Applying, interviewing, and negotiating for your next position.
You know what you want to do. You have the experience. Let's find the opportunity and put it all together.
Now that you know what you want to do, it's all about finding the places where you can do it.
There are any number of online search engines to find open positions. Here are just a few that we like:
LinkedIn and other job platforms (e.g., Indeed) allow you to set up job alerts. Now that you have some titles, think about where you want to do those jobs and let LinkedIn do some work for you. Set a job alert for the titles, companies, and locations you want and receive notification anytime positions are posted that meet those criteria.
Now is when you get to reap the benefits of having built your network. Remember those helpful informational interviewees? Let them know you're ready to move forward. Talk to alumni who are at companies that interest you. You also can work with recruiters to increase your chances of finding positions. You don't need to do this alone, so let people know you're ready to go on the job market. Check the Events Calendar for our next networking workshop.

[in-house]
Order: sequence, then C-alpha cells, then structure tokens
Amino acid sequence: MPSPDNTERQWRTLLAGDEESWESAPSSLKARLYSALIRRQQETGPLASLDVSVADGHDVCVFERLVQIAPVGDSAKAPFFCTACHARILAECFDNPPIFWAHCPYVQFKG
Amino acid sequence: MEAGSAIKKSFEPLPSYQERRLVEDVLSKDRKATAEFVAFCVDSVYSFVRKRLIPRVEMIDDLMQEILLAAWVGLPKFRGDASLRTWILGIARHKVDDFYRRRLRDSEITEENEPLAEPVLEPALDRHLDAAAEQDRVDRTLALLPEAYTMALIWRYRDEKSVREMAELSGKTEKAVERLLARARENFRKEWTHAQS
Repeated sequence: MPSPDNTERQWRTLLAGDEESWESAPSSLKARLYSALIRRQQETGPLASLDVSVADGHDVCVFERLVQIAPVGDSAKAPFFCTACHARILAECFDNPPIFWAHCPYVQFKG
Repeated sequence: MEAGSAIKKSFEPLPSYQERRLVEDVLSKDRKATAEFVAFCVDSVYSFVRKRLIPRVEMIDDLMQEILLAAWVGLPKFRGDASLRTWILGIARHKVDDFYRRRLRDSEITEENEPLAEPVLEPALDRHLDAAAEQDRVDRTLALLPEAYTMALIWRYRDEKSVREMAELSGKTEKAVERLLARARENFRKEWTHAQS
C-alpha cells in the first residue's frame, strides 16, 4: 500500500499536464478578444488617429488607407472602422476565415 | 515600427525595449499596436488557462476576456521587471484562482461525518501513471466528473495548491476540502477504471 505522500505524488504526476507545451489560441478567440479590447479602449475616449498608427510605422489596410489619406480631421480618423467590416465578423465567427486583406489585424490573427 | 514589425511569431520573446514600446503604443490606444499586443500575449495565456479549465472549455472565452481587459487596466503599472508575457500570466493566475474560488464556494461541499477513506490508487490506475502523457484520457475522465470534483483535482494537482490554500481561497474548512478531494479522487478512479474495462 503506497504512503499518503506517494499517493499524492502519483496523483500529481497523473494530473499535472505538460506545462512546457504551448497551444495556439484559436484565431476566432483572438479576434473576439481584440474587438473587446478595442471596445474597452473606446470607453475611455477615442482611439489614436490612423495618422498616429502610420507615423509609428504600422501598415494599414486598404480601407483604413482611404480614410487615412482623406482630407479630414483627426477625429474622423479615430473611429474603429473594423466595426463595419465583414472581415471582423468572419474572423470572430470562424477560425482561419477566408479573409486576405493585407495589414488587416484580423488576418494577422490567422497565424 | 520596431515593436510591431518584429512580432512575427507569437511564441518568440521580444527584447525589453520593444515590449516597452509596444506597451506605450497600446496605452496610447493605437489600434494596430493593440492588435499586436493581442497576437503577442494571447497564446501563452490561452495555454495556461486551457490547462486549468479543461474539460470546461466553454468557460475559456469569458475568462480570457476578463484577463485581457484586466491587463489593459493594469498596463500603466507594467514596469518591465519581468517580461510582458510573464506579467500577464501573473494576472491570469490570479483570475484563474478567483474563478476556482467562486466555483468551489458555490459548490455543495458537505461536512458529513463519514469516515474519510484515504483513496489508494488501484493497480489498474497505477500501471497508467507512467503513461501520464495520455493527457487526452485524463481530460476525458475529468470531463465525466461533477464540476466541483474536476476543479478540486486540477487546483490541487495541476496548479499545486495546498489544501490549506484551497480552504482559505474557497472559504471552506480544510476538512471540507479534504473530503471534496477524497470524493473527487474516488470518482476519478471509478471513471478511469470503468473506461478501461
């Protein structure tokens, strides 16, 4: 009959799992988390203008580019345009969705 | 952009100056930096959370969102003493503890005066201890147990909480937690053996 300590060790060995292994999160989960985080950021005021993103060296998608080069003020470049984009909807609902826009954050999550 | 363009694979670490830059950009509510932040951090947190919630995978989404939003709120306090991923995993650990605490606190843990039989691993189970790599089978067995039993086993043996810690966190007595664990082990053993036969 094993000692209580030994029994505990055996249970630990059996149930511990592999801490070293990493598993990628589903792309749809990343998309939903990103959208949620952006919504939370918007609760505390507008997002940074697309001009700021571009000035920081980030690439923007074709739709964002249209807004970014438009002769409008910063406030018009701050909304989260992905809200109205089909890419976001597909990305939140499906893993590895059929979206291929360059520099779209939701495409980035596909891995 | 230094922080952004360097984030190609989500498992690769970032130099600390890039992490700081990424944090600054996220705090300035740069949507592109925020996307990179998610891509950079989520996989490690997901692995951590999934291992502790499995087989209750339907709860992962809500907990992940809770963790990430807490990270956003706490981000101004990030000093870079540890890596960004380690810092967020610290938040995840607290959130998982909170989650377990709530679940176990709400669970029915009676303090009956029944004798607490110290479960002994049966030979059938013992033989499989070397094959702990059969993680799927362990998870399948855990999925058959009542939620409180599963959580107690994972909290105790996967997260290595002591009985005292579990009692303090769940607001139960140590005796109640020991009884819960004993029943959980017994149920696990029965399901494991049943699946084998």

You've found the job. Time to shine.
Attend a CV/Resume Workshop to fine tune your application materials and learn how to tailor the components based on the job. You can find materials and resources for crafting your documents here. The NIH has some great tips for CVs, resumes, and cover letters. Check out the Events Calendar for the next live session or watch the recorded workshop anytime. Looking for guidance on how to create an NIH Biosketch? Go to the source - the NIH has instructions, examples, and more.
If you've been invited for an interview, the company already has some confidence you can do the job. Now it's about building on that and helping them see you as a member of their team. Be prepared for behavioral interview questions as well as technical questions. Remember your StrengthsFinder talents and weave those into a description of how you do you work, not just what you do. And, whenever possible, give them a specific example. Want to talk it through? Schedule an interview prep session.
Negotiating is hard. The good news is that there are concrete strategies you can learn to make it easier. Focus on the whole package and why you are asking for what you are. Do your homework - there are many books on negotiating like, "Getting to Yes" and websites like Payscale offer guides to negotiating, researching salaries, and conducting cost of living calculations. After you know your expectations are grounded in facts, talk with your professional network and get some insider advice and perspective. And, you can always get some feedback on your negotiating from the CDO.
Want specific feedback on your cover letter, research and teaching statements, CV or resume? Need to practice your interview skills? Looking for another perspective on how good that package really is? Schedule a meeting to chat one-on-one about tackling the next step.
Did you get the job? Congratulations! You didn't get the job? Not to worry. Learn from the experience, adapt, and try again. Go back to Step 2 to learn how to better strategize.